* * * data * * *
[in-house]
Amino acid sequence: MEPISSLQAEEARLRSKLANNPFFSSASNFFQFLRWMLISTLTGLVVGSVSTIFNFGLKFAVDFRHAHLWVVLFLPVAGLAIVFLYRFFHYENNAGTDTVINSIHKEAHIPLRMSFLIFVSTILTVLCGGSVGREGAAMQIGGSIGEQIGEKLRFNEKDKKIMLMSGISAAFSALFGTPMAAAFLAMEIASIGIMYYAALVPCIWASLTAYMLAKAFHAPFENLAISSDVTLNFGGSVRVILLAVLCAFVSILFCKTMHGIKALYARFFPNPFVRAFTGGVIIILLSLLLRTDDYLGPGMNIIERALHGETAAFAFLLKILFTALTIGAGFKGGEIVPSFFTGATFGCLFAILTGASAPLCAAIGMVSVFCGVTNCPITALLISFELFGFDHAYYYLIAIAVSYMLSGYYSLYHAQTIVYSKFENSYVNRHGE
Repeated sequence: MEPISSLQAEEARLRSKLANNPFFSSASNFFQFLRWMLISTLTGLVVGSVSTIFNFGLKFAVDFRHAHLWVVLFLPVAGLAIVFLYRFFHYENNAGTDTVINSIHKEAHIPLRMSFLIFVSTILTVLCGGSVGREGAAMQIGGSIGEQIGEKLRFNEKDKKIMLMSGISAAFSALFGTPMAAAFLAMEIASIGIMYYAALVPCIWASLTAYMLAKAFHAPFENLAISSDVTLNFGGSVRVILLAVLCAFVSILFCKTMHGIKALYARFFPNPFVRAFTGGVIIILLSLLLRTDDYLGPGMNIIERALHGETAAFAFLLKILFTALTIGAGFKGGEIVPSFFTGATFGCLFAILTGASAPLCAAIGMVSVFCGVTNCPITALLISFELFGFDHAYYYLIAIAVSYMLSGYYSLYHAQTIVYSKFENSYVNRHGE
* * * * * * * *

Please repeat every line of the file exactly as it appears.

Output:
[in-house]
Amino acid sequence: MEPISSLQAEEARLRSKLANNPFFSSASNFFQFLRWMLISTLTGLVVGSVSTIFNFGLKFAVDFRHAHLWVVLFLPVAGLAIVFLYRFFHYENNAGTDTVINSIHKEAHIPLRMSFLIFVSTILTVLCGGSVGREGAAMQIGGSIGEQIGEKLRFNEKDKKIMLMSGISAAFSALFGTPMAAAFLAMEIASIGIMYYAALVPCIWASLTAYMLAKAFHAPFENLAISSDVTLNFGGSVRVILLAVLCAFVSILFCKTMHGIKALYARFFPNPFVRAFTGGVIIILLSLLLRTDDYLGPGMNIIERALHGETAAFAFLLKILFTALTIGAGFKGGEIVPSFFTGATFGCLFAILTGASAPLCAAIGMVSVFCGVTNCPITALLISFELFGFDHAYYYLIAIAVSYMLSGYYSLYHAQTIVYSKFENSYVNRHGE
Repeated sequence: MEPISSLQAEEARLRSKLANNPFFSSASNFFQFLRWMLISTLTGLVVGSVSTIFNFGLKFAVDFRHAHLWVVLFLPVAGLAIVFLYRFFHYENNAGTDTVINSIHKEAHIPLRMSFLIFVSTILTVLCGGSVGREGAAMQIGGSIGEQIGEKLRFNEKDKKIMLMSGISAAFSALFGTPMAAAFLAMEIASIGIMYYAALVPCIWASLTAYMLAKAFHAPFENLAISSDVTLNFGGSVRVILLAVLCAFVSILFCKTMHGIKALYARFFPNPFVRAFTGGVIIILLSLLLRTDDYLGPGMNIIERALHGETAAFAFLLKILFTALTIGAGFKGGEIVPSFFTGATFGCLFAILTGASAPLCAAIGMVSVFCGVTNCPITALLISFELFGFDHAYYYLIAIAVSYMLSGYYSLYHAQTIVYSKFENSYVNRHGE